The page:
Questions of solidarity – whom it includes and for what causes – are pressing ones in today’s academia. As Benjamin Balthaser writes in a comment on my FB page, “I’ve been thinking about all the forms of faculty solidarity we desperately need right now in the face of budget cuts, casualization, attacks on affirmative action… and I’m frankly disappointed that scholars I respect such as Butler and Spivak frame solidarity as the defense of a celebrity scholar against a graduate student.” In other words, there is a problem of knowledge transference if feminist scholars and activists are eager to rally around the cause of one tenured academic at a prestigious, private institution on the basis of friendship in the context of adjunctification and the systematic dismantling of public education in the US. That this is a story about power and the failure to engage in intersectional feminist analysis has now been underscored by a number of intellectuals, some of them voicing their critiques on social media. As Kyla Wazana Tompkins states in a Twitter thread, “I care that amid the defense of white female queer theorists, I spend half my life talking to women of color academics who are f*cking exhausted and stuck in jobs or situations that are abusive and they are trying to manage their rage, and stay productive and intact, and deal with health issues and family and the everyday psychic violence of it all and in the midst of it, this dynastic drama, of friends defending friends is hard to see.” In a piece in The New Inquiry, Keguro Macharia notes that this is a story about rank and in-group bias and the question of who gets folded into the “we” evoked by Ronell’s defenders.
Butler and other defenders still seem unaware that, in this instance, power and institutional privilege are working together to create familiar “with us or against us” divisions. Ronell’s defenders have publicly admitted to signing Butler’s letter “to support a friend I’ve known for 30 years” and “to testify to the respect I have for Avital and her work.” Ironically Spivak has said “[l]oyalty gets in the way of the law,” while refusing to explain her signature. Elites are closing ranks in exactly the way they’re supposed to condemn. The students, contingent faculty, and tenure-track faculty who depend on them for tenure letters, and much more, are compelled to join, stay silent or risk careers in academia. And so it becomes clear yet again that patriarchal solidarity is not only for cis men. Scholars protected by celebrity status and tenure can leave theory at the door when powerful friends are in trouble, which is why we urgently need #MeTooPhD.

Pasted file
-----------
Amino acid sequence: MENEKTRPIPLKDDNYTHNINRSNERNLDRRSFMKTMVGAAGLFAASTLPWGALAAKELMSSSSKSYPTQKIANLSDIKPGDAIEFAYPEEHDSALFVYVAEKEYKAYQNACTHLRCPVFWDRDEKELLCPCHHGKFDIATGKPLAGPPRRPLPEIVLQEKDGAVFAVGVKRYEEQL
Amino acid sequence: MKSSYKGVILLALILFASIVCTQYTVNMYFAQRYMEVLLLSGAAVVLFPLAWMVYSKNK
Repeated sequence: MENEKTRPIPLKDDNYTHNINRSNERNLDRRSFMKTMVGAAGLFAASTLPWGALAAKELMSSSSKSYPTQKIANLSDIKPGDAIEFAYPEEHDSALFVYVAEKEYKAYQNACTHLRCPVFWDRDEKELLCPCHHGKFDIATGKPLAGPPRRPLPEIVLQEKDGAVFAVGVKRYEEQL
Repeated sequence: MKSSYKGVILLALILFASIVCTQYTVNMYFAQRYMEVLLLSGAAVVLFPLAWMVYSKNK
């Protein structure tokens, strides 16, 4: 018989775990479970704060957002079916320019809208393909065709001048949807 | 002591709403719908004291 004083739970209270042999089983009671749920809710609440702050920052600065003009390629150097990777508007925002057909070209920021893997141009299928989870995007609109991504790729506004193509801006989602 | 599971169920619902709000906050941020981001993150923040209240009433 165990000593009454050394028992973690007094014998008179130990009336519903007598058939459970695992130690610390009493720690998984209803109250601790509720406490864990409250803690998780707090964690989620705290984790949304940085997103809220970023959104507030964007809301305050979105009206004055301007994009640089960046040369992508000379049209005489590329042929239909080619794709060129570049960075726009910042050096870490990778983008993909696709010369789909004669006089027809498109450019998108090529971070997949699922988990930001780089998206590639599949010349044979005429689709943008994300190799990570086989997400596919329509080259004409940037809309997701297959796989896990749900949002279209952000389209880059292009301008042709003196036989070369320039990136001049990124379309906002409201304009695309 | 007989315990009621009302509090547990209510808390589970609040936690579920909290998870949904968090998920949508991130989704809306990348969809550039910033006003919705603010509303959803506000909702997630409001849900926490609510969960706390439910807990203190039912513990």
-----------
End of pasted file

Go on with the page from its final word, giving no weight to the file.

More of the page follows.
Thanks for this post. I wish the #MeTooPhD movement had caught on more (this blog post is the first I’ve heard of it), because I think it really is a huge problem. I have written a lengthy and detailed account of my own experience here:
It really grinds my gears that my program had a reputation for being supportive of women – and my advisor especially so. Yes they had a nice male-female ratio, and yes they did some nice outreach activities for female high school students (my advisor championed that, which I think is how she got her reputation). But when the program and my advisor were really put to the test – when they had a chance to support a woman who had been sexually assaulted by another student – they both failed miserably.
Supporting women is more than doing a couple outreach activities a year.
Karen Kelsky says
I’m sorry you had this experience. It is unfortunately so very common. At least there is a bit more awareness now. Please check here to see many links of media coverage about different #MeTooPhD incidents and responses: http://theprofessorisin.com/in-the-news/ I look forward to reading your story. Sollidarity.